The 1998 alcohol ban on the University of Kentucky campus pushed drinking off campus, for sure, but not very far.
What had been stable neighborhoods surrounding the campus became, in some cases, student ghettos where, particularly on game weekends, homeowners were confronted with drinking, noise, heavy traffic, trash and even couch burning on their once-quiet streets.
A lack of housing on campus also contributed to huge, ugly additions to modest single-family homes, transforming them into near-dorms. Not surprisingly, the percentage of rental housing spiked in these areas, rising from about 10 percent pre-ban to 50 percent, even 90 percent in some neighborhoods.
President Eli Capilouto has, since he came to UK in 2011, moved quickly to ease the pressure on the neighborhoods, most notably by initiating construction to replace 5,000 dorm rooms on campus and add another 4,000.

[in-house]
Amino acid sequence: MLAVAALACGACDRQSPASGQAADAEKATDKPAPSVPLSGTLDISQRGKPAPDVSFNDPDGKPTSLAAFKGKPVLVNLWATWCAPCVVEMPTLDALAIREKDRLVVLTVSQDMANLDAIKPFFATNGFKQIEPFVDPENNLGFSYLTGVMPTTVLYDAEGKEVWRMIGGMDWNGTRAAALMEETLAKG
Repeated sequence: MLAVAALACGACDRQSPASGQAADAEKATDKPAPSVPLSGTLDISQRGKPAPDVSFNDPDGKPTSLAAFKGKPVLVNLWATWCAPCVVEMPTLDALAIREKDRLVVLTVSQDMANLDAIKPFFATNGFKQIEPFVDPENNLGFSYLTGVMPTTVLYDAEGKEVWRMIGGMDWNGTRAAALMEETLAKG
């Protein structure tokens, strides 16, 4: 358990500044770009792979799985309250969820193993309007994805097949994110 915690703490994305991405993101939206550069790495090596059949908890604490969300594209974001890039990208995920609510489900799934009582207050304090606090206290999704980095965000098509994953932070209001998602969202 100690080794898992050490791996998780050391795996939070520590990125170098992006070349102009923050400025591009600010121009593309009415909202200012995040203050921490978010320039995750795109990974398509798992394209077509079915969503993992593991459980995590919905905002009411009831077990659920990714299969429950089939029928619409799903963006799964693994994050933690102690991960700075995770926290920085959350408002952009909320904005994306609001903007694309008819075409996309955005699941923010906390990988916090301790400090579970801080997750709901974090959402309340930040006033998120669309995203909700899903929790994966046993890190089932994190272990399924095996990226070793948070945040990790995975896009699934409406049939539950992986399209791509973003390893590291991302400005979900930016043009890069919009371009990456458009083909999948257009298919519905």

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This week he took another important step by appointing a task force to review the university's alcohol policy. Importantly, this 15-member group includes the city's planning commissioner, the council member whose district includes UK and the neighborhoods, and a neighborhood representative.
As Capilouto said last year, "it's going to take a combination of lots of levers to stabilize neighborhoods, to recapture neighborhoods."
A task force alone, of course, is not a solution. But Capilouto's recognition that UK is in this together with the community is a large step toward, as he says, recapturing neighborhoods.